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Setting environment variables

There is a special environment file which loginwindow reads each time a user logs in. The environment file is: ~/.MacOSX/environment.plist

Dot files aren't, by default, visible in the finder, so type cd; open .MacOSX in a terminal. If the environment.plist file is there you can open it in the Property List editor with a doubleClick. Otherwise, you will have to create the .MacOSX directory yourself.

To create the directory and file
$ cd
$ mkdir .MacOSX
$ echo "" > .MacOSX/environment.plist
$ open .MacOSX/environment.plist

This should open your new, empty environment.plist file in the Property List Editor. Select Root and Add a Child: the Key should be the name of the variable you want to set; Type should be String; Value should be the value you want to set for this variable. Next time you log in the variables should be set.

Environment variables set in environment.plist also appear in the standard bash environment. You can see all your environment variables using the shell command env from a Terminal window.


WARNING: do not set the DISPLAY variable—see my post re. X11 on Leopard.


No xauth data

The common
Warning: No xauth data; using fake authentication data for X11 forwarding.
appears to be harmless. However, it is annoying. It arises when you have no xauth data!

The command
xauth list
displays all your xauth data. If there is no entry for your local display — which looks something like
localhost/unix:0 MIT-MAGIC-COOKIE-1 026666083d4e480d3e77544949281b49
you can generate one using the command
xauth generate :0 .

This creates an authorization using the MIT-MAGIC-COOKIE-1 protocol. Clients that connect with this authorization will be untrusted.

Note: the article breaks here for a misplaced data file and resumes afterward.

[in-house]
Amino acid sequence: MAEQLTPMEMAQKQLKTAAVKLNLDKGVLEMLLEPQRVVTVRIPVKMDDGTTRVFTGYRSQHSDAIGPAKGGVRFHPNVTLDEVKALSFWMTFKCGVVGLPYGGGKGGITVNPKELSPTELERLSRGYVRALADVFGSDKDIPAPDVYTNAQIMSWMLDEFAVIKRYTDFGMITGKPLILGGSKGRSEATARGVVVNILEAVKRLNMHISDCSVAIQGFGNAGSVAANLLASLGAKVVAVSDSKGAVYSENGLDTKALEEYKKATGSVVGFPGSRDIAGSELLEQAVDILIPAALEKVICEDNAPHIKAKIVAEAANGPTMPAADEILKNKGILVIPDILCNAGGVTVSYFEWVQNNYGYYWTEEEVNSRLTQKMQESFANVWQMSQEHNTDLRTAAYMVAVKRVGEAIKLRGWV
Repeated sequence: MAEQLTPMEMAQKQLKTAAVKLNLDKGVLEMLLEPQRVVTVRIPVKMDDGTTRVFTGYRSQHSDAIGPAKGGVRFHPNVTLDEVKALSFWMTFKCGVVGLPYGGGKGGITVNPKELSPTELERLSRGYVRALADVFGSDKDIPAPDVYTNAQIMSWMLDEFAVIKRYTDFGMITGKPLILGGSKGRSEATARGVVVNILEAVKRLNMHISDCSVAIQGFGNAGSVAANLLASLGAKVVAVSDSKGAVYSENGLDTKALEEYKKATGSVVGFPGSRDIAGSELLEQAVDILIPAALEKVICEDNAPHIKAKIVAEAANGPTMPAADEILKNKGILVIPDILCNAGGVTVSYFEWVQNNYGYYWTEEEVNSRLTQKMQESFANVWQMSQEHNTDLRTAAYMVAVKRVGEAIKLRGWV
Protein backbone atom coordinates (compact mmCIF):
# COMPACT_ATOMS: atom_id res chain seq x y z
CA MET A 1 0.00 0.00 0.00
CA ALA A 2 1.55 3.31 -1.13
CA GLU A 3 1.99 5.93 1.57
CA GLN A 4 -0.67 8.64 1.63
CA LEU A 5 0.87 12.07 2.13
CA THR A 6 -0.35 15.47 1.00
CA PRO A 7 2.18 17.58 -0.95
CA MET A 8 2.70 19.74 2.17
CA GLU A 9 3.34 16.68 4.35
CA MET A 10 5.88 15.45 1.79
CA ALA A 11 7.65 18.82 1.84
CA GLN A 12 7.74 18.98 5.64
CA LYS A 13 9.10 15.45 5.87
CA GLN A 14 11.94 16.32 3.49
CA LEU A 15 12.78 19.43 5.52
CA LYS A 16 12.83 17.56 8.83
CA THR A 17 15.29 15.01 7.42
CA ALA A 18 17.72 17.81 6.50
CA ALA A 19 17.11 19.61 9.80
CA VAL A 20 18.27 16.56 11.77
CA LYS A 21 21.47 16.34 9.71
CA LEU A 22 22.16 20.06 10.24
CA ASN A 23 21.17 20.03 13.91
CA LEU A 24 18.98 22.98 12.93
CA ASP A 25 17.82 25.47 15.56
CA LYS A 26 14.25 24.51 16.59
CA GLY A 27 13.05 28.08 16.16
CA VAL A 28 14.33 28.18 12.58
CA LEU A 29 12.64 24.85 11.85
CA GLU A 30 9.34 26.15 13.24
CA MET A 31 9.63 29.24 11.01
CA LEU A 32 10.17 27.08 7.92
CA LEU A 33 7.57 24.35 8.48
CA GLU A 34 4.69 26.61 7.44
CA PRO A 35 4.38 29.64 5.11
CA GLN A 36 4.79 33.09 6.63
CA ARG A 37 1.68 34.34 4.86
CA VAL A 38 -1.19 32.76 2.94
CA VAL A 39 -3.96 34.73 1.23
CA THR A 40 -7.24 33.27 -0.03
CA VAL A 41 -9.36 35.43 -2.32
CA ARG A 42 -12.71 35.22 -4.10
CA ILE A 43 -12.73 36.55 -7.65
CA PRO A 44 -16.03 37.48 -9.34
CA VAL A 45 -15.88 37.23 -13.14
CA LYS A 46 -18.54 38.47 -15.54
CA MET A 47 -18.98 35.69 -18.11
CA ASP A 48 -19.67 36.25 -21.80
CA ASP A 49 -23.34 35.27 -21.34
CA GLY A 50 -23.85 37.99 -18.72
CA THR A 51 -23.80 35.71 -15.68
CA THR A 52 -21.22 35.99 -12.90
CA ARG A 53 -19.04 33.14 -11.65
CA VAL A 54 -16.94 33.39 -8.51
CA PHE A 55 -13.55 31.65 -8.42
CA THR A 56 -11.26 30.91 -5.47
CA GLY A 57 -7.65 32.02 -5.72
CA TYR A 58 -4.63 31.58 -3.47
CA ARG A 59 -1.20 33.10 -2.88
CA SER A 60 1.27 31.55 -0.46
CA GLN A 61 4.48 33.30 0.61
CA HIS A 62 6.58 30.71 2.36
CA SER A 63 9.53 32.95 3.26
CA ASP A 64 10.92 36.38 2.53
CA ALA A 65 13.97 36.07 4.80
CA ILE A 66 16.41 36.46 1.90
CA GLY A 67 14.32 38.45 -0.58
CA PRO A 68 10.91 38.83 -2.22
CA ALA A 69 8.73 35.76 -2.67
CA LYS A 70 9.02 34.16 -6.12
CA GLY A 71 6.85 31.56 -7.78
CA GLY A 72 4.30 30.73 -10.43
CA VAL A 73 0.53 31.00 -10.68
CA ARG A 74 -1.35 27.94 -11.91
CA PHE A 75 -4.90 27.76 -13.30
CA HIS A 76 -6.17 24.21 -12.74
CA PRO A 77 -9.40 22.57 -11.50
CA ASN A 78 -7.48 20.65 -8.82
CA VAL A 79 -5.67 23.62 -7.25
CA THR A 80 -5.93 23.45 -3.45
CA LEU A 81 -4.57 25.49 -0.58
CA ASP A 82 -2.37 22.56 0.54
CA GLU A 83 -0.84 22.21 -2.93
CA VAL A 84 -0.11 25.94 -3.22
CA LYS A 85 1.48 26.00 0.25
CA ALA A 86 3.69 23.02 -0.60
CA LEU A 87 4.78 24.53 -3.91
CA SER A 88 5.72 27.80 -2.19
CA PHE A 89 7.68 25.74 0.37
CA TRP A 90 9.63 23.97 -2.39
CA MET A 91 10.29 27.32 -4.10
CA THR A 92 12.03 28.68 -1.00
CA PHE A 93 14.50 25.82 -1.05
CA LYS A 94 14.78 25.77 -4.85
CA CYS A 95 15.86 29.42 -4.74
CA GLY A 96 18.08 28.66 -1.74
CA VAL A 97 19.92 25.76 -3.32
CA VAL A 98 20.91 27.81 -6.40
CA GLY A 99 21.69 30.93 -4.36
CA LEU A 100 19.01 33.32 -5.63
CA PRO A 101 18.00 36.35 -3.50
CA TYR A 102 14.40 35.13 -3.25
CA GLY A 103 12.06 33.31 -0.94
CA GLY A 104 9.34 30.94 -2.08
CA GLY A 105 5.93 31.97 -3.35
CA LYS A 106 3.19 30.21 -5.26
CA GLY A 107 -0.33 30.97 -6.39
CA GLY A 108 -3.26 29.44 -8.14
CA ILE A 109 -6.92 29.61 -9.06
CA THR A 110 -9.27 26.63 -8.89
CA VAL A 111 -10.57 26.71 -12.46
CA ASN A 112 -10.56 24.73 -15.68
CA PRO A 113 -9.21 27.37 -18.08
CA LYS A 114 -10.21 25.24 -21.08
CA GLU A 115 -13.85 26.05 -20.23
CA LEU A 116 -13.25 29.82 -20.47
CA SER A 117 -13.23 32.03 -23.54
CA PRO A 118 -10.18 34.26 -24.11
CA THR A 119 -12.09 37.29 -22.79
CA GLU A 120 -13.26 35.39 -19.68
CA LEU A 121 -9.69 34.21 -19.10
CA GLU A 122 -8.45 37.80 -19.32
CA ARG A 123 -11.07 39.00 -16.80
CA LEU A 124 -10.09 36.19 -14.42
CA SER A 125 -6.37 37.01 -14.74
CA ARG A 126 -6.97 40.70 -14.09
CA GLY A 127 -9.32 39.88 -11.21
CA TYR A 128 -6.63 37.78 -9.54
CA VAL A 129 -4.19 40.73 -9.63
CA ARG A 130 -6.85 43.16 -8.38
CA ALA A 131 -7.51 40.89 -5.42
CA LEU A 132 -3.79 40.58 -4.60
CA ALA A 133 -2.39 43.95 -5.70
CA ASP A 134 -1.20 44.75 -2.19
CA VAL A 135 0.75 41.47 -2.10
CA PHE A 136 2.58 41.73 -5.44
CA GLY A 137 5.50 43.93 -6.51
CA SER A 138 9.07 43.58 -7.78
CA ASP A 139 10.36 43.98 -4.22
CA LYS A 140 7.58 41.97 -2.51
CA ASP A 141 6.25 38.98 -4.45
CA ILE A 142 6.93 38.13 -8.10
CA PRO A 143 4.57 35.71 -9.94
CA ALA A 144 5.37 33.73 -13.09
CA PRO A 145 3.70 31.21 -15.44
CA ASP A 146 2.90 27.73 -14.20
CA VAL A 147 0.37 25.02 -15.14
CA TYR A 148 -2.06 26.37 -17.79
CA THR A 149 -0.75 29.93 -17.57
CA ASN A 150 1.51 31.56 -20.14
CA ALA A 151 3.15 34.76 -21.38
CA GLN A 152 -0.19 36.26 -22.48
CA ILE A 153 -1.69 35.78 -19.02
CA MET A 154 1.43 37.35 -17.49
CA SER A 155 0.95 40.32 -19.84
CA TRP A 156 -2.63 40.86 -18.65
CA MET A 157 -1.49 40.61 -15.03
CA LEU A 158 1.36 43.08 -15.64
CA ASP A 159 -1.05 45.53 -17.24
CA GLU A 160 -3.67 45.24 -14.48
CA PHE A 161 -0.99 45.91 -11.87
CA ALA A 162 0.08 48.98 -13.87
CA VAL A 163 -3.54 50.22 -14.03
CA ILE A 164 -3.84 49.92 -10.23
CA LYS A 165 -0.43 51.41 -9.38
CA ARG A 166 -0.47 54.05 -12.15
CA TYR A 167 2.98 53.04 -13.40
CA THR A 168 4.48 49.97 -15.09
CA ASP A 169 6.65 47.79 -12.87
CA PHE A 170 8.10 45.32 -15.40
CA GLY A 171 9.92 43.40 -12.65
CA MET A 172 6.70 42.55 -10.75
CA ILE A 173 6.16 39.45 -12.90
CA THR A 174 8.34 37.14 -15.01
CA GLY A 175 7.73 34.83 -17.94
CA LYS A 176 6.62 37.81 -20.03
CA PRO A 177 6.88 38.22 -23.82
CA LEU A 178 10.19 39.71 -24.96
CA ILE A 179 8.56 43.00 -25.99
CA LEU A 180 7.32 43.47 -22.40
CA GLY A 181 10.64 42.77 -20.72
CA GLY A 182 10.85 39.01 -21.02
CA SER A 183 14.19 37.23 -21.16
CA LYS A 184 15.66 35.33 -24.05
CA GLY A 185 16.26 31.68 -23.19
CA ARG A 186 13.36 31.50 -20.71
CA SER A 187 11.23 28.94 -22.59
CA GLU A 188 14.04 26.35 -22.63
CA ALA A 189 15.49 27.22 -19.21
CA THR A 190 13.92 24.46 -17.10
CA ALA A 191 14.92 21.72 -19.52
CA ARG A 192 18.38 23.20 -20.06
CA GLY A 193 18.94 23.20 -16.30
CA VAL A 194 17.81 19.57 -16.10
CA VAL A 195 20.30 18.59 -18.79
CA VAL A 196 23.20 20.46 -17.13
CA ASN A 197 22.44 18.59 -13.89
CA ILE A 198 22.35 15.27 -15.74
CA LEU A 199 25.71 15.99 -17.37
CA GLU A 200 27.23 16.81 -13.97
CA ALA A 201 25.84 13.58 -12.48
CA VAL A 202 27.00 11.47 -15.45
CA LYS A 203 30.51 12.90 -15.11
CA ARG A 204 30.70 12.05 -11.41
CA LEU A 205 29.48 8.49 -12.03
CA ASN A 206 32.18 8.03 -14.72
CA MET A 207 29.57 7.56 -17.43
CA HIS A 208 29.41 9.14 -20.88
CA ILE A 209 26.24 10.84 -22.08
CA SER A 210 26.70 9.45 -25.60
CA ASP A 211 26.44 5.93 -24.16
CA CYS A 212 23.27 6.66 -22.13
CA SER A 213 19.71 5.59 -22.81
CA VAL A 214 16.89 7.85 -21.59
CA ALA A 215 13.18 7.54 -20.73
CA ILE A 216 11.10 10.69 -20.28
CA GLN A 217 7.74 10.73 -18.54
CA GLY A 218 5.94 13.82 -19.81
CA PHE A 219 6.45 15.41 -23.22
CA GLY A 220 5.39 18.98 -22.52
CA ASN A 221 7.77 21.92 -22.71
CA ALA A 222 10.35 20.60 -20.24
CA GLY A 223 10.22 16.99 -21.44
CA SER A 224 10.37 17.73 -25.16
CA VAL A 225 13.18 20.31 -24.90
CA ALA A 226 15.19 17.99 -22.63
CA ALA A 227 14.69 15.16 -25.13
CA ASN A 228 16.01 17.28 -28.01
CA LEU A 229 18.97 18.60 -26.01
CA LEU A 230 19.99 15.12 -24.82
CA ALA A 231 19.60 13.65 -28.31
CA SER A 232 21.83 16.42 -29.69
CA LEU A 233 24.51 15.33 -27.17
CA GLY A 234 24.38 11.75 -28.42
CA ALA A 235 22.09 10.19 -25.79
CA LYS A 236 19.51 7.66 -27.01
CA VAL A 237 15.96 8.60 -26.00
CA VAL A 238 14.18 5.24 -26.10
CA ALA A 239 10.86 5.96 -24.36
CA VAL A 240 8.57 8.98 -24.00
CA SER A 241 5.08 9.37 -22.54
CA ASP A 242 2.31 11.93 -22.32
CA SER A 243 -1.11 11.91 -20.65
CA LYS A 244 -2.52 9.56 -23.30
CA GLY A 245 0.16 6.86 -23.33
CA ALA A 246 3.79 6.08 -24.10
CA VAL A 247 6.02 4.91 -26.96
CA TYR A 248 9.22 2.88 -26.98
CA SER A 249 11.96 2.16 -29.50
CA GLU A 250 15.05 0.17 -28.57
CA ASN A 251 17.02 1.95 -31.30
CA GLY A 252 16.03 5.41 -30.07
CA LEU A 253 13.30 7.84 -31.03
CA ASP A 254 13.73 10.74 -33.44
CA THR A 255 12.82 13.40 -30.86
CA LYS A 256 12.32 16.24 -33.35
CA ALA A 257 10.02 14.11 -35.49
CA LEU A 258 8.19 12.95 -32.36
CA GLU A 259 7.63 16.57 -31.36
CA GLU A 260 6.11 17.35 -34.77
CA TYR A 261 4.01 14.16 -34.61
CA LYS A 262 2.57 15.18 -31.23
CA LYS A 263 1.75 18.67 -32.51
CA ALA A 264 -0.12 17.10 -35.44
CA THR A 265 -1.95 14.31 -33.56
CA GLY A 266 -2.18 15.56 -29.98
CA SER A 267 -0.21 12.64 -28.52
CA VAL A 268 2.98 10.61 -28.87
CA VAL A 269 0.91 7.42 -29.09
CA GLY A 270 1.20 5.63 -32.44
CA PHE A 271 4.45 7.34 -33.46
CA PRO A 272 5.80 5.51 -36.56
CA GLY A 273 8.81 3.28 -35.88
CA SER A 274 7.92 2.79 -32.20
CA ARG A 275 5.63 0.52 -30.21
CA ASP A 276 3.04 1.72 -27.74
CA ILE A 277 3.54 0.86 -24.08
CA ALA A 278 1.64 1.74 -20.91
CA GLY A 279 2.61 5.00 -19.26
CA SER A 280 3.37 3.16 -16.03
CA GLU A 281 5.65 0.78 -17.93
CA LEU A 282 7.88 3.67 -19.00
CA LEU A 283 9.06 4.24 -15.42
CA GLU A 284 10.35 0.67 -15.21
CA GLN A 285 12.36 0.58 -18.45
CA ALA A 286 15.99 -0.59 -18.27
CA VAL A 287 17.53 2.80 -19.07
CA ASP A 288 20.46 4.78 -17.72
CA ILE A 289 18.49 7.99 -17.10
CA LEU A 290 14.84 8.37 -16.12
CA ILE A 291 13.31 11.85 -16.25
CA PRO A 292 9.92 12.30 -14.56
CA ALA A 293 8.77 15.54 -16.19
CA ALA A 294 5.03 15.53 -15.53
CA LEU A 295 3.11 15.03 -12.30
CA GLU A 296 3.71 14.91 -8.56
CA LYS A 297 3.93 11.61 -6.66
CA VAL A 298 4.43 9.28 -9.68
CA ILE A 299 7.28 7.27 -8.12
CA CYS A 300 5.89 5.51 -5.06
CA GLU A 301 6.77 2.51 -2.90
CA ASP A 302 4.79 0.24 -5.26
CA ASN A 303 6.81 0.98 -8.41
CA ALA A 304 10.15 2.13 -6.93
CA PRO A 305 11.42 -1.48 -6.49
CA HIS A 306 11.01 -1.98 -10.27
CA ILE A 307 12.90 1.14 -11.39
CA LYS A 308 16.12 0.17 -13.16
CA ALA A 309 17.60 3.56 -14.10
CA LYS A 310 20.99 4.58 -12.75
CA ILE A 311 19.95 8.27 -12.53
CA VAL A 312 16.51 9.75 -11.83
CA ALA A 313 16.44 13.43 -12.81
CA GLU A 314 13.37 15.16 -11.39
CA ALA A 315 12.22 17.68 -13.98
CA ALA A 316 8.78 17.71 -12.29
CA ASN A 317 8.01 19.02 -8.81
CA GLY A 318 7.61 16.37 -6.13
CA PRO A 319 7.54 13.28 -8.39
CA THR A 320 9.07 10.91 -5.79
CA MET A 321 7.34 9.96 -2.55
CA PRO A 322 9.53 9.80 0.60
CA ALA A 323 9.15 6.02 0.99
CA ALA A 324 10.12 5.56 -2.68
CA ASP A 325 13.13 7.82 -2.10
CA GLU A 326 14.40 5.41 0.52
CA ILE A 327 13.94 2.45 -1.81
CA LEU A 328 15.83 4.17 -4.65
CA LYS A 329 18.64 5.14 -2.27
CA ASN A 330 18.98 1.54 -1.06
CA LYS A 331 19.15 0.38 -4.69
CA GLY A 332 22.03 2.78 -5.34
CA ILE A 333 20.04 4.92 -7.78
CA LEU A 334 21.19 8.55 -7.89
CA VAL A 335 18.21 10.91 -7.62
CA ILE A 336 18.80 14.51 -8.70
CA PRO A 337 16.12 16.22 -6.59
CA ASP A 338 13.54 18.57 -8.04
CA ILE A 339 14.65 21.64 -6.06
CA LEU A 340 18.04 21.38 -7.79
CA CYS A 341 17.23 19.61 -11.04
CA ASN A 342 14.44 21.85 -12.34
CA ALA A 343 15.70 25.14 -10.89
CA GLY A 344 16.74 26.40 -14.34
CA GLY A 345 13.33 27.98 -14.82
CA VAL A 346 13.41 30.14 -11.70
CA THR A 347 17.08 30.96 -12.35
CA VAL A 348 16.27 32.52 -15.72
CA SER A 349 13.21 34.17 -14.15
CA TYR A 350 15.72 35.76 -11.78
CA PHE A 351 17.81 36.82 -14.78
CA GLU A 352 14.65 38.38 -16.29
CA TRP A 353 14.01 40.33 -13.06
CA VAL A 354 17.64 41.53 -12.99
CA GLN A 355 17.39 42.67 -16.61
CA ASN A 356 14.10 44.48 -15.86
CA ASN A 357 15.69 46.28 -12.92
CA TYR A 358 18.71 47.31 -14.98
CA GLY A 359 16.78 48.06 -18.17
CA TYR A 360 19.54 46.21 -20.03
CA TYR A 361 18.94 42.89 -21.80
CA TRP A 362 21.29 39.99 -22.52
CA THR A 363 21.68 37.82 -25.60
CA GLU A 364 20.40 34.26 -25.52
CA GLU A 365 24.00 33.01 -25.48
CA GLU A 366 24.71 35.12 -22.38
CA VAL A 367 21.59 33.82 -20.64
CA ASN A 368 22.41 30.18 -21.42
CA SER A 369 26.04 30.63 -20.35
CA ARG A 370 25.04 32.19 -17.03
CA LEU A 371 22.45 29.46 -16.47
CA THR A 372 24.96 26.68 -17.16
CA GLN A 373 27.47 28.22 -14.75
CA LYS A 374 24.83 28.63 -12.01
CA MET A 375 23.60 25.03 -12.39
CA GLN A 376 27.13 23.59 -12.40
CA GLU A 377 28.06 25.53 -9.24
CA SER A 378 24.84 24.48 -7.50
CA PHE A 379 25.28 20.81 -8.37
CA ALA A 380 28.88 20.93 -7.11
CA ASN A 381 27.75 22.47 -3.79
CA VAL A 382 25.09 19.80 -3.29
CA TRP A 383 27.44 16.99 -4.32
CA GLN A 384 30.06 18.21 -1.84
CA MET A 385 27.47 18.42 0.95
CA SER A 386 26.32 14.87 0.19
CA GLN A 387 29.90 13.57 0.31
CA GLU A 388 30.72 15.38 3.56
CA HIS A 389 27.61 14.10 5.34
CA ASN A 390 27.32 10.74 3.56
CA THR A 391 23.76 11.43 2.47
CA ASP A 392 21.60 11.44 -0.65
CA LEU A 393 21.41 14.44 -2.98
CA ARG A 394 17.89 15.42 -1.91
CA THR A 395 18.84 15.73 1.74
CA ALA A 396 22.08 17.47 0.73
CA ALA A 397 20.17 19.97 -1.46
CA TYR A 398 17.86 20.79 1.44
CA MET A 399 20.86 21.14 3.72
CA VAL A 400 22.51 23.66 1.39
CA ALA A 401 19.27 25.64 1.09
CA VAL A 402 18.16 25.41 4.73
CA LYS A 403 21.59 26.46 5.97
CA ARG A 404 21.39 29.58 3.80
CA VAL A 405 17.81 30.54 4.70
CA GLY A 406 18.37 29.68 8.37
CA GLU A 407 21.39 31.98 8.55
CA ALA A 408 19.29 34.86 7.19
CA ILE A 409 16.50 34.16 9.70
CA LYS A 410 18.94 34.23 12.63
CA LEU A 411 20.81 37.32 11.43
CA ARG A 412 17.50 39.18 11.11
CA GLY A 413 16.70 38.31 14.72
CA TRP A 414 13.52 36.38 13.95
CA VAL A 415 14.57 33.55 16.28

The period "." is part of the command; "untrusted" is probably what you want.
However, for some operations you need to connect as a trusted client. In case of problems, try using the command
xauth generate :0 . trusted
see man xauth or the X11 Security Extension Specification.


Printing to DICE printers

You have to be connected inside the DICE firewall (eg. by physical connection, informatics wireless, or ssh) to use the printers ...

On a DICE machine, use the Unix command printers -s to list the available printers, + information on models, printservers, and location. (See man printers for other options.)

Use the Printer Setup Utility (in /Applications/Utilities/ on the Mac) to add a new printer:

IP Printing
Printer type: LPD/LPR
Printer Address:
Queue Name: lwa
Printer Model HP LaserJet 4050 Series

Printer Type
Printer Address
is the address of the server
Queue Name
is the name of the printer
Printer Model
can be left as Generic. However, if you get it right you can access printer-specific options from the OSX print dialogs.